Tags: Shiller | housing | upswing | questions

Yale's Shiller to CNBC: Housing Recovery Could Take 50 Years

By Dan Weil   |   Thursday, 01 Nov 2012 09:13 AM

The housing market has begun to rebound, but it remains to be seen whether the recovery is sustainable, Yale University economist Robert Shiller said. He warned CNBC that it could take 50 years to return to its previous levels.

The Commerce Department reported last week that new-home sales jumped 5.7 percent in September from August to their highest level in more than two years. Meanwhile, housing starts ascended to their highest seasonally adjusted annual rate in the past four years.

Then came news this week that the S&P/Case-Shiller index of home values in 20 cities rose 2 percent in August from a year earlier, the biggest year-to-year gain since July 2010.

Editor's Note: The Truth About the Economy — Government Documents Lead to Eerie Conclusion

"This may well be the bottom for housing for some years," Shiller told Yahoo. But next week’s election, the Dec. 31 fiscal cliff and Europe’s debt crisis could throw housing for a loop.

In coming years, home prices will be depressed by sales from retiring baby boomers moving to urban areas from the suburbs, he says.

"It can get big as it was again maybe in 50 years. This housing bubble was a once-in-a-lifetime thing, I imagine," Shiller told CNBC. "Although, you know, the market might be more volatile, so the future is always unknown."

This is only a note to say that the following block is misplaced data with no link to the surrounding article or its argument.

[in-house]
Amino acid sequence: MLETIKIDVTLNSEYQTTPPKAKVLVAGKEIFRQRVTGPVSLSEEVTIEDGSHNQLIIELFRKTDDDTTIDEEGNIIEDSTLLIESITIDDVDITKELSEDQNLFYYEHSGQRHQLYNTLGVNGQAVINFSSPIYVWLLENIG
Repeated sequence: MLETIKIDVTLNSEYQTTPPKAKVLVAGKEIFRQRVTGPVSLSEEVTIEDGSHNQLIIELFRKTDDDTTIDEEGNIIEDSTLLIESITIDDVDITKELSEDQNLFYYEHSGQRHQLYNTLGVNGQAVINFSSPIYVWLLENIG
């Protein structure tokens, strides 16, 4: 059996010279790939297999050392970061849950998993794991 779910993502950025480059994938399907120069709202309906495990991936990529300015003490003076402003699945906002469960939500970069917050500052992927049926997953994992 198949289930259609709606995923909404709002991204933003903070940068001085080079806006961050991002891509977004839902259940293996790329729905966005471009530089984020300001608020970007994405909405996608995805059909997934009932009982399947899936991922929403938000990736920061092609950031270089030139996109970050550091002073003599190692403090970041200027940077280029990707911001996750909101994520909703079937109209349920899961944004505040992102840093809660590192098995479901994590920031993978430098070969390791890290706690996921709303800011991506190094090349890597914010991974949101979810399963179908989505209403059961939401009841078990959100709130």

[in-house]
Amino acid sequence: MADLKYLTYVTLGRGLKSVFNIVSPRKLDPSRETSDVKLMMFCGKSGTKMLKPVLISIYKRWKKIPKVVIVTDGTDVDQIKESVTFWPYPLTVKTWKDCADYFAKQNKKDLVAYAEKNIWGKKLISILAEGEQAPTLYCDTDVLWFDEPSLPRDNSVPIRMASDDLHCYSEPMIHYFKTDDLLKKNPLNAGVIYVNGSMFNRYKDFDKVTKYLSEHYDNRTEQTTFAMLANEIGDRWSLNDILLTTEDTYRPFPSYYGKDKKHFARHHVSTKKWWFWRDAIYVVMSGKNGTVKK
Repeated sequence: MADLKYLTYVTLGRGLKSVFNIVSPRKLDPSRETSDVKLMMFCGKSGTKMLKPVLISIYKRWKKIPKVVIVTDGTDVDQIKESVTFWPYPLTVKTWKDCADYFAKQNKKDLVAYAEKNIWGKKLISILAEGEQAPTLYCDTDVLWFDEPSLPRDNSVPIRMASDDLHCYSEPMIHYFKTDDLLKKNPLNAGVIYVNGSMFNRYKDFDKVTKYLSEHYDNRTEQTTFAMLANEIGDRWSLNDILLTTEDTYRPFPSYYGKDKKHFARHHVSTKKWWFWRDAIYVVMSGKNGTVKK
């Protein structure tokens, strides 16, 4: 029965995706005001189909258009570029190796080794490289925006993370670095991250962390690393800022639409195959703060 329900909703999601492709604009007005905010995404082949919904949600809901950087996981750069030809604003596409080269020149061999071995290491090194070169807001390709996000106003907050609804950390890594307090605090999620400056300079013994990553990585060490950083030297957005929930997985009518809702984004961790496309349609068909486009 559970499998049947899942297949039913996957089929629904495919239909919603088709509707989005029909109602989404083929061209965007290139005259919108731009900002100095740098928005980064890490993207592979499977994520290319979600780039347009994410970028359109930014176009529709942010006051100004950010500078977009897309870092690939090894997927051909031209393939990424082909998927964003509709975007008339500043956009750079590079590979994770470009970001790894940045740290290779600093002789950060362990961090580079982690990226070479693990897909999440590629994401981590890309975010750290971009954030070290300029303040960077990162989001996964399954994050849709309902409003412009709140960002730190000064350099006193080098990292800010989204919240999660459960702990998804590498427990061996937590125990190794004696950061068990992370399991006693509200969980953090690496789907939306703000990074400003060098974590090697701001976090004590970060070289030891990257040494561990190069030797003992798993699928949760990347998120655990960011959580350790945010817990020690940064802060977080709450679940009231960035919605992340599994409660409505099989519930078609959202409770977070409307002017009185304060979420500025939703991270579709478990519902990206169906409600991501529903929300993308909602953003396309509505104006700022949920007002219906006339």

"My general idea is that we're not going into a nationwide boom and not many places will show booms in the next few years," he told CNBC.

Some analysts are more bullish than Shiller. “All the things that were really holding back housing are finally starting to lift,” Guy Berger, an economist at RBS Securities, told Bloomberg.

“It really is tough to find any bad signs here. Inventories are very, very lean. Assuming the economy remains on track, housing should continue to improve for the rest of the year and into 2013.”

Russell Price, senior economist at Ameriprise Financial, told Reuters, "The improvements we've seen are very sustainable and very solid."

Editor's Note: The Truth About the Economy — Government Documents Lead to Eerie Conclusion

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